Bubble wrap is one of the items that should not go into a curbside recycling bin. However, cardboard is desired by local municipal recycling facilities in DFW. Photo by Harriet Blake.
Oct. 11, 2023
We recently inherited a painting from my late in-laws. It arrived wrapped in multiple layers of bubble wrap inside a 4-foot-by-6-foot box. We knew what to do with the cardboard, but what about the bubble wrap?
Fortunately, we discovered that bubble wrap can be recycled along with plastic bags at some grocery store collection bins. Also some mail centers will take it. But I learned it should never be put in curbside recycling bins.
“Bubble wrap is considered flexible plastic and [if sent to recycling], it can get wrapped and tangled around the machine shaft requiring us to disassemble and repair,” said Jeremy Walters, manager of external communication for Republic Services. "In terms of curbside recycling, they are trash."
So, please, do not recycle bubble wrap in your recycling bin, he says.
That led us to wonder — so what should be recycled in our recycling bins and what exactly happens when your recycling leaves your curb? Most of us in the DFW area trust that it goes to the proper channels and gets recycled and re-used. But does it?
MATERIALS RECYCLING FACILITIES
Republic Services operates in about 125 North Texas municipalities, including much of Tarrant County. Nearly 30 cities feed into their 77,000-square-foot municipal recycling facility in Plano, which opened in 2019 as one the most technologically advanced in the area.
Meanwhile, residential recycling from 25 cities is trucked to Republic’s 90,000-square-foot MRF in Fort Worth, which opened in 2013.
“Compared to the Fort Worth facility, the Plano MRF is smaller but it utilizes some newer equipment that improves the efficiency and efficacy of processing recyclables,” says Walters, who is also known as Republic’s “sustainability ambassador.
The Plano facility also has an interactive learning center where the public can schedule tours to learn about the recycling process, he says.
In Dallas, the FCC Materials Recovery Facility covers much of Dallas County as well as Garland, Rowlett and Mesquite. FCC opened its state-of-the-art MRF at the McCommas Bluff Landfill in 2017.
Bruce Magnuson is the senior general manager with FCC and he notes that while FCC opened in the United States in 2015, the company originated in the early 1900s in Spain.
SORTING IT OUT
In most cities in DFW, residents can co-mingle a mix of recyclables in recycling bins. Photo by Julie Thibodeaux.
In most area cities, customers can co-mingle their recyclables; a few still require separating paper and plastic.
At Republic Services, once the recycling bin leaves the curb, Walters says the material from the truck is dumped onto the top floor of their recycling facility. Here, loaders scoop up the material and drop it into metering bins. From there the material heads to the presort deck where employees sort out obvious non-recyclable items such as patio furniture and sometimes even bowling bowls. The metered bins influence the volume at which the material is fed into the system.
The items are then sorted by size and by type of material: paper, plastic, metal and glass.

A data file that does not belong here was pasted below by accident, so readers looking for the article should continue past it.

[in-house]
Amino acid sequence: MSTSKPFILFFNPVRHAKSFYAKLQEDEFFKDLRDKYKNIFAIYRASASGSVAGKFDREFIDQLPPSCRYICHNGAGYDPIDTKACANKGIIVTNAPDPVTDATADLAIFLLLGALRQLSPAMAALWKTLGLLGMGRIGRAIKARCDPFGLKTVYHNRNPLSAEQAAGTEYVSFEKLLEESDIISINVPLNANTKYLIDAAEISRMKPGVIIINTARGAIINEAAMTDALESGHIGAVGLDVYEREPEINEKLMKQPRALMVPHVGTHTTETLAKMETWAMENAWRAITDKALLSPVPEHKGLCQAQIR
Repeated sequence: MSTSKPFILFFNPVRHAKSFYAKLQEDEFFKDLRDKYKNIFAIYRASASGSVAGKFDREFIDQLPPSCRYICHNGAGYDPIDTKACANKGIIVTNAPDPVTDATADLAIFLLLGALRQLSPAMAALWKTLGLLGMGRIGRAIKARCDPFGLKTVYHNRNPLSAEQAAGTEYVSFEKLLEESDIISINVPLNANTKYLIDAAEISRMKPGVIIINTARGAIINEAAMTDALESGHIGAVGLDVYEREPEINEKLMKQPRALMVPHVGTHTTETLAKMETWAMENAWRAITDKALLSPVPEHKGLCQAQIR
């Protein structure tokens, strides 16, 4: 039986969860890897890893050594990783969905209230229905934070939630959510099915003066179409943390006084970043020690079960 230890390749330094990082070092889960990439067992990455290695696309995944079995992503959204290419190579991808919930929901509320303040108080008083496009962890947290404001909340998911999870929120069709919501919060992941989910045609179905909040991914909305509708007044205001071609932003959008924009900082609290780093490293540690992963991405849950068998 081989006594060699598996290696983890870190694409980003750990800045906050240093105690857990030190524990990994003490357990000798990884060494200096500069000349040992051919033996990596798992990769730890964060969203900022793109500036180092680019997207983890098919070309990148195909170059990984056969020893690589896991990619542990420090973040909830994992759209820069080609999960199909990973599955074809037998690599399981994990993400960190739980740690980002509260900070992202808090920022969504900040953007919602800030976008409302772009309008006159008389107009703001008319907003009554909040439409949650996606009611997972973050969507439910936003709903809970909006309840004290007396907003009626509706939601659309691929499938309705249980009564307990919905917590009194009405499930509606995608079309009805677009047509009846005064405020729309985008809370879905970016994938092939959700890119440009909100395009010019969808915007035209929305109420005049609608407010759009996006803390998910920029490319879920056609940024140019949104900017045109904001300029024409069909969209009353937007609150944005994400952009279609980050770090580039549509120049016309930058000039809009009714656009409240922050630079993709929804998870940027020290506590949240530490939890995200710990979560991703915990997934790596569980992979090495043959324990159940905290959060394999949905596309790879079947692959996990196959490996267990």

The paper goes through a series of disc screens that separate it and then the material goes past human eyes. The quality control of having technology and real people do the sorting ensures items get to the right place.
“The paper bundles must be 99.95 percent pure paper,” says Walters.
Once paper is sorted, then the facility separates plastic, metal and glass. Metal is sorted with magnets to remove steel cans (such as soup cans). For aluminum, the facility uses an “eddy current,” which pulls out the aluminum items electro magnetically, using a reverse polarized magnet. Glass gets broken down into small pieces and goes to a glass bunker.
After paper, metal and glass are separated, the only material left is plastic. Walters says there are several categories of plastic and they must be separated as well.
The number marked on plastics is the resin identification code, which identifies the type of plastic resin the item was made from. Photo by Julie Thibodeaux.
Clear water bottles (PET) are number one plastics. Solid-colored and opaque plastic containers (HDPE) such as milk and laundry jugs and shampoo bottles are number two. Polypropylene containers such as yogurt are number five.
A computerized optical sorter shines light onto the material with near infrared imaging. Depending on what is reflected back up determines whether plastic should be sorted or not.
What’s left after the process, is trash, says Walters.
“It gets loaded up and sent to the landfill.”
A video shows the sorting process at the FCC Materials Recycling Facility at the McCommas Bluff Landfill in Dallas. Courtesy of City of Dallas.
Similarly, FCC’s Magnuson says that after the recyclables are collected, the materials are brought to their plant, located at the McCommas Bluff Landfill site in southern Dallas.
Here, they have a high tech state-of-the-art equipment that sorts cardboard, glass, mixed paper, plastics including plastic water and soda bottles (PET, polyethylene terephthalate) and milk and laundry detergent jugs (HDPE, high-density polyethylene) and margarine tubs (polypropylene), as well as steel and aluminum. Their recycling machines process over 30 tons per hour, says Magnuson.
“If we didn’t run that fast, we’d be buried alive.”